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Perched high on a cliff edge over a deep terracotta gorge, there is plenty to stick around for, but we stopped only momentarily for a walk around the cemetery, coffee and photos of the spectacular ochre cliffsides before descending, crossing the base of the valley through lavender fields and olive groves to ascend again up a long, steep climb of about 5km into Lacoste, the small village bought and transformed by Pierre Cardin into an artists’ enclave.

 

Cycle route through Provence, the route of the Tour de France transition phases (Picture: Google maps)

Cycle route through Provence, the route of the Tour de France transition phases (Picture: Google maps)

 

Refreshed, we saddled up and took on a speedy descent into the valley before rising again, this time an even longer climb, into the village of Goult, a very beautiful and little-known medieval village with a charming square, 17th century castle and ancient 12th century church.

 

The bikes have four settings – off, which requires the usual pedal power (though the bikes are heavier than a non-electric of the same price range, so take a bit more to get up hills with no assistance) through to Turbo, which puts in enough power to propel you up a steep hill with ease, as long as you pedal lightly.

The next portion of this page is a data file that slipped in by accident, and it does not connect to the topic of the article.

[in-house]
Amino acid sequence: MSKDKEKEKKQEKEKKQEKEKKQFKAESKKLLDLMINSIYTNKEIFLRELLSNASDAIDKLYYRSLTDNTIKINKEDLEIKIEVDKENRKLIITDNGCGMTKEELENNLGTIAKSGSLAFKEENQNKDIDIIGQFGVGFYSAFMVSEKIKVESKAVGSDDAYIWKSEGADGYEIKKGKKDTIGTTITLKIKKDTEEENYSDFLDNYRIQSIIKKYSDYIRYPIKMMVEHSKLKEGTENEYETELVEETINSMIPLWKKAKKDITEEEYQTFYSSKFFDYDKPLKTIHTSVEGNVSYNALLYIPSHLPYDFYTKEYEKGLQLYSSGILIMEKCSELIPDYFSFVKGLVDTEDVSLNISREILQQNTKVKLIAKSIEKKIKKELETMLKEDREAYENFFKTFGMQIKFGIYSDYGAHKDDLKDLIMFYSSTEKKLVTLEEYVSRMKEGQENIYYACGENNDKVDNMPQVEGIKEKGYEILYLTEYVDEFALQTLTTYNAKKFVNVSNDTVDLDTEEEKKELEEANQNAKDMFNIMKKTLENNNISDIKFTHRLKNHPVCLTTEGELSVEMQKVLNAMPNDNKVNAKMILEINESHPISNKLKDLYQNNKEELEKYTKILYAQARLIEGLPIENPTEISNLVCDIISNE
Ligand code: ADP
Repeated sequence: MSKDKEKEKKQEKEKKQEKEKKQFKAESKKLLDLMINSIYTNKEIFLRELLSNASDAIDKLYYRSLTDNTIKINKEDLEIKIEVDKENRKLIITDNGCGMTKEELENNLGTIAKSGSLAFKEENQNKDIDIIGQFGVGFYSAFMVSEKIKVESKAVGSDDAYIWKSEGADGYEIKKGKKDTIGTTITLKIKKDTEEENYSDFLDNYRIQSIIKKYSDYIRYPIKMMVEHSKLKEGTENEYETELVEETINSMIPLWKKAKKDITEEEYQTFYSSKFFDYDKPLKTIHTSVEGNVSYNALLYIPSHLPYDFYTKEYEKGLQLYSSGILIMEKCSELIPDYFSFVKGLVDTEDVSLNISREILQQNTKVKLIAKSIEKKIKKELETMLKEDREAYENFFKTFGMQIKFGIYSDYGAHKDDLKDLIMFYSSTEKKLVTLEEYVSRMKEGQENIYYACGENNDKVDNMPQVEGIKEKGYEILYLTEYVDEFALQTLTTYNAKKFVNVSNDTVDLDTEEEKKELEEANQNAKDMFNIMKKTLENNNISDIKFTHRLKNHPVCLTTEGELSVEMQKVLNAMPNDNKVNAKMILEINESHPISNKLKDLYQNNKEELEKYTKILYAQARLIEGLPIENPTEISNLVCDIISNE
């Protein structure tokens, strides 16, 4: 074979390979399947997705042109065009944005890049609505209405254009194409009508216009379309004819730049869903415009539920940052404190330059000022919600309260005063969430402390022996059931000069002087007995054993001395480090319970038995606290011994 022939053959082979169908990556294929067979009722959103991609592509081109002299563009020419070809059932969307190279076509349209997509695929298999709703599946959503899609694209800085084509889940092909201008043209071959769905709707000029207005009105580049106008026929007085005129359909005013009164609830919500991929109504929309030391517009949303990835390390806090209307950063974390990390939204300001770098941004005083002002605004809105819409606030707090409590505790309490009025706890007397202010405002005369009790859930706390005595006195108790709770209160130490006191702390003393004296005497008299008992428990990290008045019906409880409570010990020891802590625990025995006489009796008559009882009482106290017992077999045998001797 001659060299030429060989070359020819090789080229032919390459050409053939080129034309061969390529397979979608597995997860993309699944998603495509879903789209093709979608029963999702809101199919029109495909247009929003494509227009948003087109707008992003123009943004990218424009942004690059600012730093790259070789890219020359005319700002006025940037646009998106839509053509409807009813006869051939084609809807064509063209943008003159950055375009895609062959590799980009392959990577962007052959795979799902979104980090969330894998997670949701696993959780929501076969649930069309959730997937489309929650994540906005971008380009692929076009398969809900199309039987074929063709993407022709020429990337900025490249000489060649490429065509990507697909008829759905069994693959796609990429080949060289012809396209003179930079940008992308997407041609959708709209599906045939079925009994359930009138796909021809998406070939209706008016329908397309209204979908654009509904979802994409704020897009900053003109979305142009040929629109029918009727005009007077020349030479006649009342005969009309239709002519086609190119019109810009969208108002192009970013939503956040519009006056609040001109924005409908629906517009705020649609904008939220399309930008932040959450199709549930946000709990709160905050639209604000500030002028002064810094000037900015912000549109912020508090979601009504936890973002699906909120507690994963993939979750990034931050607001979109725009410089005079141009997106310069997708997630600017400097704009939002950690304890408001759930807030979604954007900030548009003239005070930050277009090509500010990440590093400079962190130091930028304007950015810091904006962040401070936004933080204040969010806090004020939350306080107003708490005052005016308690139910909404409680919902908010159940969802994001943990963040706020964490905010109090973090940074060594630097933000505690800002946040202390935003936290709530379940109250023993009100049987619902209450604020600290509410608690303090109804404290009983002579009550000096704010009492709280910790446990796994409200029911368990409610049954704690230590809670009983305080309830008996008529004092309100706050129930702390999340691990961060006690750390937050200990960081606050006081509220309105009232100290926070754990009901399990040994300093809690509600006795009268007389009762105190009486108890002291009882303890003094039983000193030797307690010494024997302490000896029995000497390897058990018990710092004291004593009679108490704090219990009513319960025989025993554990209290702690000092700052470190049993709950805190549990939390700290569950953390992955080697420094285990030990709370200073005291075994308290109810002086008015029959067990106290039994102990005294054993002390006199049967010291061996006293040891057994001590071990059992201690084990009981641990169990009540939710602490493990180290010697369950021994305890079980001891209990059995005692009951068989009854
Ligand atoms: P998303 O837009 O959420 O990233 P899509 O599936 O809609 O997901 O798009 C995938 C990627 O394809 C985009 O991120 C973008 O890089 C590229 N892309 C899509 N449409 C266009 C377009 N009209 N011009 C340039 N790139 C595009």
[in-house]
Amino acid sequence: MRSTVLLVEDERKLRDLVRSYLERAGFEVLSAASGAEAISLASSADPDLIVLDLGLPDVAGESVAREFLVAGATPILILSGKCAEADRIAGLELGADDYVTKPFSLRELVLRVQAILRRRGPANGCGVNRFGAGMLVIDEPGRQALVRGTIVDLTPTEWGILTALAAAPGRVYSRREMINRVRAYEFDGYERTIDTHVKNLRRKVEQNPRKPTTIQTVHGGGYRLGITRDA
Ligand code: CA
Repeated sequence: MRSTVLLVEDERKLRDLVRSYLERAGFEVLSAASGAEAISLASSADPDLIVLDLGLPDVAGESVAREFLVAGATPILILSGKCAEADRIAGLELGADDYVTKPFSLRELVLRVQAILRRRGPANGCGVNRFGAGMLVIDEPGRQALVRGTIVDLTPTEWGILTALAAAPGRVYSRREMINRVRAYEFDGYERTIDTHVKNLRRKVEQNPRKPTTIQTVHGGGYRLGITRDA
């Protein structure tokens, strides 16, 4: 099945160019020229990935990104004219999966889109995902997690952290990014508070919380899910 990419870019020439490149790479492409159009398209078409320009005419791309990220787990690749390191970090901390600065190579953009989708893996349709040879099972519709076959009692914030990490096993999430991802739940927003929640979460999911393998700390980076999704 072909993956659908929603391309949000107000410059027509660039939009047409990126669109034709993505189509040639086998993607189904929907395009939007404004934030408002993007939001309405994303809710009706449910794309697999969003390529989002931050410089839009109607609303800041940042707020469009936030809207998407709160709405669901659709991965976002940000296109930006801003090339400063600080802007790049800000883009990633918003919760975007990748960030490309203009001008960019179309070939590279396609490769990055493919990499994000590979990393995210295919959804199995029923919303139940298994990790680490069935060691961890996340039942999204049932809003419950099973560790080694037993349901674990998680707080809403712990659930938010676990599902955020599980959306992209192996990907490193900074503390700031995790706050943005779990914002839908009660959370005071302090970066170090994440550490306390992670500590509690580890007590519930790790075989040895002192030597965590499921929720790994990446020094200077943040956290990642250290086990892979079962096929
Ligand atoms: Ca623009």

The extensive estate of La Coquillade

The extensive estate of La Coquillade

 

A side benefit of the electric bikes: You can maintain normal conversation throughout, so as we effortlessly ate up the road, we could learn about the area from our knowledgeable guide.

 

It also means you can look around peacefully and take in the sights instead of focusing, teeth gritted, on the ground in front.

 

Provence inspires relaxation and reflection on a level unlike that of a beach holiday or a city break, with all the plans and logistics they involve.